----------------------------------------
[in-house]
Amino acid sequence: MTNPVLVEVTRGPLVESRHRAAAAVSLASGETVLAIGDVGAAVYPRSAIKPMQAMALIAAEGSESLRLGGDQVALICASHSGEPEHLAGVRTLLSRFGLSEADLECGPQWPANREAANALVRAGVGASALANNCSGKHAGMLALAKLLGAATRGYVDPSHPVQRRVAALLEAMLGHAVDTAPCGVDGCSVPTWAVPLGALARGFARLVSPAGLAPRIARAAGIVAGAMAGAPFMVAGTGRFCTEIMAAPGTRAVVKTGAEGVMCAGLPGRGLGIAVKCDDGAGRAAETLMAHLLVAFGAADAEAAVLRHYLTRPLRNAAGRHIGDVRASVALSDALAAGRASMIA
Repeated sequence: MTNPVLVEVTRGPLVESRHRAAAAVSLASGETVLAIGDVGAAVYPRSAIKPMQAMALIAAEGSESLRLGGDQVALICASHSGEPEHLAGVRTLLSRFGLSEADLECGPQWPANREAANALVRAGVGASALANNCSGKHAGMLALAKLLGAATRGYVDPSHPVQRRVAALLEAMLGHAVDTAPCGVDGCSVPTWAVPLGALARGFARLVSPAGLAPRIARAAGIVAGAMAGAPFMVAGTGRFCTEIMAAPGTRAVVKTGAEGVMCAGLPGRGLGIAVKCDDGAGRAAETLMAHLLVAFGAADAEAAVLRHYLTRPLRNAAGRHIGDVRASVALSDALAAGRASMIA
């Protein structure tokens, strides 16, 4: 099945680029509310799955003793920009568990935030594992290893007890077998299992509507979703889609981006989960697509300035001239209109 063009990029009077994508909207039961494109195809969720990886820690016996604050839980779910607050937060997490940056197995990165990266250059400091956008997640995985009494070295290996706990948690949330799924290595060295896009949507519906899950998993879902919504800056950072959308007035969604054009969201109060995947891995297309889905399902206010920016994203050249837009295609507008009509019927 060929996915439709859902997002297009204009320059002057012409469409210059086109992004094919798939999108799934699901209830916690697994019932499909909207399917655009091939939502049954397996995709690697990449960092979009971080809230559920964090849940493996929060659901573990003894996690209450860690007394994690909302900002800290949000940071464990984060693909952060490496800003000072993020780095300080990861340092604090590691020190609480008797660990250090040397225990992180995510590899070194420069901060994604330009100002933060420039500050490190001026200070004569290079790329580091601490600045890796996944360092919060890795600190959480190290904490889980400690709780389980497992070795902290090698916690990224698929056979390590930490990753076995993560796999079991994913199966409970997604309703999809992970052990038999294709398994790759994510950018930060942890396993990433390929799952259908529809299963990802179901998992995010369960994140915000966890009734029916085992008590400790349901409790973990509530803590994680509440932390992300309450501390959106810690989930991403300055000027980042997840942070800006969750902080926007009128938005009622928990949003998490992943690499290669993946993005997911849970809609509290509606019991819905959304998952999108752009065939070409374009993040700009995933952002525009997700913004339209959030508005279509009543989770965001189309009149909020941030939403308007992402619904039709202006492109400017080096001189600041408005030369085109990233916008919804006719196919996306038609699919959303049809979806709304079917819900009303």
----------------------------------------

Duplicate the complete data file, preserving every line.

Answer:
[in-house]
Amino acid sequence: MTNPVLVEVTRGPLVESRHRAAAAVSLASGETVLAIGDVGAAVYPRSAIKPMQAMALIAAEGSESLRLGGDQVALICASHSGEPEHLAGVRTLLSRFGLSEADLECGPQWPANREAANALVRAGVGASALANNCSGKHAGMLALAKLLGAATRGYVDPSHPVQRRVAALLEAMLGHAVDTAPCGVDGCSVPTWAVPLGALARGFARLVSPAGLAPRIARAAGIVAGAMAGAPFMVAGTGRFCTEIMAAPGTRAVVKTGAEGVMCAGLPGRGLGIAVKCDDGAGRAAETLMAHLLVAFGAADAEAAVLRHYLTRPLRNAAGRHIGDVRASVALSDALAAGRASMIA
Repeated sequence: MTNPVLVEVTRGPLVESRHRAAAAVSLASGETVLAIGDVGAAVYPRSAIKPMQAMALIAAEGSESLRLGGDQVALICASHSGEPEHLAGVRTLLSRFGLSEADLECGPQWPANREAANALVRAGVGASALANNCSGKHAGMLALAKLLGAATRGYVDPSHPVQRRVAALLEAMLGHAVDTAPCGVDGCSVPTWAVPLGALARGFARLVSPAGLAPRIARAAGIVAGAMAGAPFMVAGTGRFCTEIMAAPGTRAVVKTGAEGVMCAGLPGRGLGIAVKCDDGAGRAAETLMAHLLVAFGAADAEAAVLRHYLTRPLRNAAGRHIGDVRASVALSDALAAGRASMIA
């Protein structure tokens, strides 16, 4: 099945680029509310799955003793920009568990935030594992290893007890077998299992509507979703889609981006989960697509300035001239209109 063009990029009077994508909207039961494109195809969720990886820690016996604050839980779910607050937060997490940056197995990165990266250059400091956008997640995985009494070295290996706990948690949330799924290595060295896009949507519906899950998993879902919504800056950072959308007035969604054009969201109060995947891995297309889905399902206010920016994203050249837009295609507008009509019927 060929996915439709859902997002297009204009320059002057012409469409210059086109992004094919798939999108799934699901209830916690697994019932499909909207399917655009091939939502049954397996995709690697990449960092979009971080809230559920964090849940493996929060659901573990003894996690209450860690007394994690909302900002800290949000940071464990984060693909952060490496800003000072993020780095300080990861340092604090590691020190609480008797660990250090040397225990992180995510590899070194420069901060994604330009100002933060420039500050490190001026200070004569290079790329580091601490600045890796996944360092919060890795600190959480190290904490889980400690709780389980497992070795902290090698916690990224698929056979390590930490990753076995993560796999079991994913199966409970997604309703999809992970052990038999294709398994790759994510950018930060942890396993990433390929799952259908529809299963990802179901998992995010369960994140915000966890009734029916085992008590400790349901409790973990509530803590994680509440932390992300309450501390959106810690989930991403300055000027980042997840942070800006969750902080926007009128938005009622928990949003998490992943690499290669993946993005997911849970809609509290509606019991819905959304998952999108752009065939070409374009993040700009995933952002525009997700913004339209959030508005279509009543989770965001189309009149909020941030939403308007992402619904039709202006492109400017080096001189600041408005030369085109990233916008919804006719196919996306038609699919959303049809979806709304079917819900009303």